How can teachers use video games to teach math remotely in the time of COVID?
Faced with students having to learn remotely in their homes due to the pandemic, teachers need to find new ways to keep their students engaged. Educational video games provide an obvious mechanism. If well designed, they are both educational and highly engaging. I don’t say that because I design educational video games; rather I decided to create educational video games because research carried out by me and many others had demonstrated their educational power.
Back when I and some seasoned veterans of the video game world and the educational technology world created BrainQuake, we viewed video games as being ideally suited for use as educational supplements. For children in particular, learning mathematics is best achieved in a class with others students, led by a knowledgeable experienced teacher, we believed. (And some of our team had been teachers.) We still believe that. The power of interacting with fellow students, all under the guidance of a professional educator, is the central factor in promoting good learning.
So we built our games to function as standalone devices, and we marketed them as consumer products (recognizing that teachers and students are consumers), rather than targeting and pursuing bulk sales to schools and school systems, which is how traditional educational materials were typically sold. We did, however, make sure they could be used in classrooms, and tested them in classroom settings to ensure they worked in that environment. (We also took note of the many different, and often innovative, ways teachers incorporated out products in their classes.)
In the current COVID period, that distinction between classroom and home has disappeared. Educational technology products have gone from being supplements to potentially occupying center stage as key educational tools.
It is then timely that a new Finnish-Chinese study of how teachers can use math-learning video games in their classrooms has just been published, focusing in particular on how the teacher can support and scaffold the learning that results from engaging with an educational game.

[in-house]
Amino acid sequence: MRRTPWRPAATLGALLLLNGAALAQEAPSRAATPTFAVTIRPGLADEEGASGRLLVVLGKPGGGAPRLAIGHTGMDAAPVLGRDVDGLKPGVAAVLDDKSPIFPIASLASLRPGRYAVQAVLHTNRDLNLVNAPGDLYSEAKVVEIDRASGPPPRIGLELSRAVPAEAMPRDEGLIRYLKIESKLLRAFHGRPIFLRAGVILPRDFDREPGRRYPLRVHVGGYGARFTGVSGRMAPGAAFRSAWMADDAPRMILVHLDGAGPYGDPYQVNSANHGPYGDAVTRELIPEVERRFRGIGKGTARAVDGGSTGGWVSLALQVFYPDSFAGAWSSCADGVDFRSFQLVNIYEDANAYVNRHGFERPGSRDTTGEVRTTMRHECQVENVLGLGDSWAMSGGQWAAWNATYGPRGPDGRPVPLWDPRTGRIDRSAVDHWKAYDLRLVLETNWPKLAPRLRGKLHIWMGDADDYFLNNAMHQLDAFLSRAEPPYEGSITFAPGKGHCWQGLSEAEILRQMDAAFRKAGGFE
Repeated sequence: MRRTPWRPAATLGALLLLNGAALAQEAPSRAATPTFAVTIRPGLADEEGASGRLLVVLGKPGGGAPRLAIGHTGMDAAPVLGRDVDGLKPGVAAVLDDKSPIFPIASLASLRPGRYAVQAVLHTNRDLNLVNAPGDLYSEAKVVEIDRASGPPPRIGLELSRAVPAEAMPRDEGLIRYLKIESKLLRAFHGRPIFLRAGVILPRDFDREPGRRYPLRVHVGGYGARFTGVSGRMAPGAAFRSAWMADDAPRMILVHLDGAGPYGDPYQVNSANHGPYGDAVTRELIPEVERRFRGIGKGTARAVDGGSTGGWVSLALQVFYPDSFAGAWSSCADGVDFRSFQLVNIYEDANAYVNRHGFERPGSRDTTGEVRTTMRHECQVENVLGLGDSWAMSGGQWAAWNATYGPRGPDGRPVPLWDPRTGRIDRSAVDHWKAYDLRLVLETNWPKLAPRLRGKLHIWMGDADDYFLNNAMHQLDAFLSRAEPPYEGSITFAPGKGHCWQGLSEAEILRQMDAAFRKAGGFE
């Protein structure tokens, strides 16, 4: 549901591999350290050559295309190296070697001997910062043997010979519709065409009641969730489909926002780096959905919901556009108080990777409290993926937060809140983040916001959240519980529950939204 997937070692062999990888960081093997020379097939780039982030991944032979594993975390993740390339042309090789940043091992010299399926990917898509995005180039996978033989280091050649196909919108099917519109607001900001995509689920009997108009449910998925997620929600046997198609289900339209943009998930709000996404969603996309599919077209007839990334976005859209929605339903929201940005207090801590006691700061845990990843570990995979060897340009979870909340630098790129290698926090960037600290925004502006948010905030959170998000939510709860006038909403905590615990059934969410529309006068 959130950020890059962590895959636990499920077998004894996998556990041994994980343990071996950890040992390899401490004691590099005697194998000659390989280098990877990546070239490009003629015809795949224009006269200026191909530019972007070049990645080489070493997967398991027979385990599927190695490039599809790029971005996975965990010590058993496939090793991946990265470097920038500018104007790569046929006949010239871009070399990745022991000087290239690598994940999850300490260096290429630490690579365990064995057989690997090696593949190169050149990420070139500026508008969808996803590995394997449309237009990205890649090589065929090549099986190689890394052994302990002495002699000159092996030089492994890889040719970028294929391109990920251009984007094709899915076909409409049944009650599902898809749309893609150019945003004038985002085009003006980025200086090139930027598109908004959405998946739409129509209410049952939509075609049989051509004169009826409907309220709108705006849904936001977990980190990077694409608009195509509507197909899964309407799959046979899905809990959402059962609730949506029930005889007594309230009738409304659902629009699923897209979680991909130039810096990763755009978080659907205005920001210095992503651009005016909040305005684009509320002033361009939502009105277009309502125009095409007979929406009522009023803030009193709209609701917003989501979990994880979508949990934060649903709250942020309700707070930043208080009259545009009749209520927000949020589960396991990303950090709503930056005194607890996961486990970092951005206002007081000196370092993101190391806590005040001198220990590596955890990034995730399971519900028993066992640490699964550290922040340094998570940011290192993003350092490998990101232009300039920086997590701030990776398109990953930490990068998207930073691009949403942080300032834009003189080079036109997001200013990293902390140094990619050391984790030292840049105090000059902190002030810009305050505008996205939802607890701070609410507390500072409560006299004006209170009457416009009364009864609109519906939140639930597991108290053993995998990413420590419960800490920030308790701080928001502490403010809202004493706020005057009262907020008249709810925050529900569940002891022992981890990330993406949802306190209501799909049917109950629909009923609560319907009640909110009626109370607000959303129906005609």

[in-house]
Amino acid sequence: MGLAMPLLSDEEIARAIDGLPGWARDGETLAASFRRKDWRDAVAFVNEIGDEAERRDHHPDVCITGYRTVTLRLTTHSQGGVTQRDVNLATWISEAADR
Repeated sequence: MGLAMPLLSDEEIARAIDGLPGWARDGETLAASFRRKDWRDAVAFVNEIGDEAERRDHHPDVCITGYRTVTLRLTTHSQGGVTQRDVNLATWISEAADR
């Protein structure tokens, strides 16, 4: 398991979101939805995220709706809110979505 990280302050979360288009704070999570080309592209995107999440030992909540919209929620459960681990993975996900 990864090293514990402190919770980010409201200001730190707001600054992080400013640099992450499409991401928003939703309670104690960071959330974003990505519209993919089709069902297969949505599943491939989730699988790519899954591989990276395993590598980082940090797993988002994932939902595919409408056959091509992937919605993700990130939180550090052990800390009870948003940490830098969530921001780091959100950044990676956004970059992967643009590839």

Titled “Primary school students’ perceptions of scaffolding in digital game-based learning in mathematics”, the peer-reviewed paper will be officially published in 2021, but it is available now on the Web. Working with education researchers at the University of Helsinki in Finland, researchers at the prestigious Beijing Normal University in China studied how four mathematics teachers in a Chinese school used our own launch app Wuzzit Trouble in their classes as they taught a total of 141 primary school students.
[BrainQuake cooperated with the researchers. In particular, I gave advice on the use of video games in mathematics education in general and some background on our game in particular and how to use it, and we provided some initial technical support, but we were otherwise not involved in the independent university study.]
The primary focus of the study was to explore the approaches teachers took to scaffold learning with a digital game-based in primary mathematics classrooms, as well as the effects on students’ perceptions of learning in a digital game in which scaffolding was provided. Qualitative data was collected through classroom observations and student interviews. The results identified whole-class and one-to-one scaffolding strategies, both of which had an important effect on students’ learning activities and perceptions of mathematics in the context of digital games in primary education.
While the paper is written for other educational researchers and published in a scientific research journal, and as such is not a “how to” manual for teachers, there is nevertheless some useful information that teachers can glean from the paper in order to make effective use of video games (in particular exploratory games such as ours) in their classes, including ways to use it when classes are conducted over the Web.
For instance, the researchers observe that the scaffolding process typically involves three steps:
1) contingency, which includes responsive, adaptive, and in-time support for students’ current performance;
2) fading, which refers to the gradual withdrawal and decrease in support following improvement in students’ performance and capacity; and
3) the transfer of responsibility, which means that the responsibility of the learning process is transferred from the teacher to the students.